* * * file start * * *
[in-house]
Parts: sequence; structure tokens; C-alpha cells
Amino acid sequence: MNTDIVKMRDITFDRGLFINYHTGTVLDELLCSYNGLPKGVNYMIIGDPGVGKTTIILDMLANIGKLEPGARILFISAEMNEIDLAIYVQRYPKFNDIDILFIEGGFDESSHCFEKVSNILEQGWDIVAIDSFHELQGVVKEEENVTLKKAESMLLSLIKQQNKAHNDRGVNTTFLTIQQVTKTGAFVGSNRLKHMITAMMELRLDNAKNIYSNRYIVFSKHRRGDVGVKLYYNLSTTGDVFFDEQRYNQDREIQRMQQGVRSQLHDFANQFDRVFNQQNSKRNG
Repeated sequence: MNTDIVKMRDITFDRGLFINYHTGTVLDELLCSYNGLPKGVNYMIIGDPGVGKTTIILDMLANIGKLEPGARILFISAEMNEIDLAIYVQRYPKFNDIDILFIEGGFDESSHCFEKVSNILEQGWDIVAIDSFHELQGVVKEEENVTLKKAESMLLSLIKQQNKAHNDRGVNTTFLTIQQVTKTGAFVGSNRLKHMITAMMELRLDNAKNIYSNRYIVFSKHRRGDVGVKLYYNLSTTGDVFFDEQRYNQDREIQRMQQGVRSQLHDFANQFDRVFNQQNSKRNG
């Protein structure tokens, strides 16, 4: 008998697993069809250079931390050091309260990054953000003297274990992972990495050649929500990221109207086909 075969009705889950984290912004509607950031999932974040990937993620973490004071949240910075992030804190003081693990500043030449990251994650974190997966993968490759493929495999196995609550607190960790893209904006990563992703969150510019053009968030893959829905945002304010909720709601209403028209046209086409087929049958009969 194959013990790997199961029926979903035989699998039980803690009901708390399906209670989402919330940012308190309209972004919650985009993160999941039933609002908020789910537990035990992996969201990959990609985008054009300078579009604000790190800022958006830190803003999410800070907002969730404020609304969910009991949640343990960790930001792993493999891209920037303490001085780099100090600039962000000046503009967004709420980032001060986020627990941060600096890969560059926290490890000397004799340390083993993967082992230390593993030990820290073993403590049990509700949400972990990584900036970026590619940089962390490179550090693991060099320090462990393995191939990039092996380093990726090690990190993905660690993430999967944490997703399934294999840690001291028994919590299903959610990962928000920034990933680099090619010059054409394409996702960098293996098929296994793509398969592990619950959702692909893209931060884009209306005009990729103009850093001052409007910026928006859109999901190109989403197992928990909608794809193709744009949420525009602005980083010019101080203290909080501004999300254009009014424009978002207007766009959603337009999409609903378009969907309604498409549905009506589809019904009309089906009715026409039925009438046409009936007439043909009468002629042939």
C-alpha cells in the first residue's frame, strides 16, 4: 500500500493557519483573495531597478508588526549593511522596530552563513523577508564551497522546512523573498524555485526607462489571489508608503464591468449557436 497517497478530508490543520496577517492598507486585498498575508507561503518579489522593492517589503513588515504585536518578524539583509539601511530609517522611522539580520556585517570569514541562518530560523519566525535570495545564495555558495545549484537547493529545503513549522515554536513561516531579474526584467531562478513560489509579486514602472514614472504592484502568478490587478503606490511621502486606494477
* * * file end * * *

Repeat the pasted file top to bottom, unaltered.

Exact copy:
[in-house]
Parts: sequence; structure tokens; C-alpha cells
Amino acid sequence: MNTDIVKMRDITFDRGLFINYHTGTVLDELLCSYNGLPKGVNYMIIGDPGVGKTTIILDMLANIGKLEPGARILFISAEMNEIDLAIYVQRYPKFNDIDILFIEGGFDESSHCFEKVSNILEQGWDIVAIDSFHELQGVVKEEENVTLKKAESMLLSLIKQQNKAHNDRGVNTTFLTIQQVTKTGAFVGSNRLKHMITAMMELRLDNAKNIYSNRYIVFSKHRRGDVGVKLYYNLSTTGDVFFDEQRYNQDREIQRMQQGVRSQLHDFANQFDRVFNQQNSKRNG
Repeated sequence: MNTDIVKMRDITFDRGLFINYHTGTVLDELLCSYNGLPKGVNYMIIGDPGVGKTTIILDMLANIGKLEPGARILFISAEMNEIDLAIYVQRYPKFNDIDILFIEGGFDESSHCFEKVSNILEQGWDIVAIDSFHELQGVVKEEENVTLKKAESMLLSLIKQQNKAHNDRGVNTTFLTIQQVTKTGAFVGSNRLKHMITAMMELRLDNAKNIYSNRYIVFSKHRRGDVGVKLYYNLSTTGDVFFDEQRYNQDREIQRMQQGVRSQLHDFANQFDRVFNQQNSKRNG
């Protein structure tokens, strides 16, 4: 008998697993069809250079931390050091309260990054953000003297274990992972990495050649929500990221109207086909 075969009705889950984290912004509607950031999932974040990937993620973490004071949240910075992030804190003081693990500043030449990251994650974190997966993968490759493929495999196995609550607190960790893209904006990563992703969150510019053009968030893959829905945002304010909720709601209403028209046209086409087929049958009969 194959013990790997199961029926979903035989699998039980803690009901708390399906209670989402919330940012308190309209972004919650985009993160999941039933609002908020789910537990035990992996969201990959990609985008054009300078579009604000790190800022958006830190803003999410800070907002969730404020609304969910009991949640343990960790930001792993493999891209920037303490001085780099100090600039962000000046503009967004709420980032001060986020627990941060600096890969560059926290490890000397004799340390083993993967082992230390593993030990820290073993403590049990509700949400972990990584900036970026590619940089962390490179550090693991060099320090462990393995191939990039092996380093990726090690990190993905660690993430999967944490997703399934294999840690001291028994919590299903959610990962928000920034990933680099090619010059054409394409996702960098293996098929296994793509398969592990619950959702692909893209931060884009209306005009990729103009850093001052409007910026928006859109999901190109989403197992928990909608794809193709744009949420525009602005980083010019101080203290909080501004999300254009009014424009978002207007766009959603337009999409609903378009969907309604498409549905009506589809019904009309089906009715026409039925009438046409009936007439043909009468002629042939």
C-alpha cells in the first residue's frame, strides 16, 4: 500500500493557519483573495531597478508588526549593511522596530552563513523577508564551497522546512523573498524555485526607462489571489508608503464591468449557436 497517497478530508490543520496577517492598507486585498498575508507561503518579489522593492517589503513588515504585536518578524539583509539601511530609517522611522539580520556585517570569514541562518530560523519566525535570495545564495555558495545549484537547493529545503513549522515554536513561516531579474526584467531562478513560489509579486514602472514614472504592484502568478490587478503606490511621502486606494477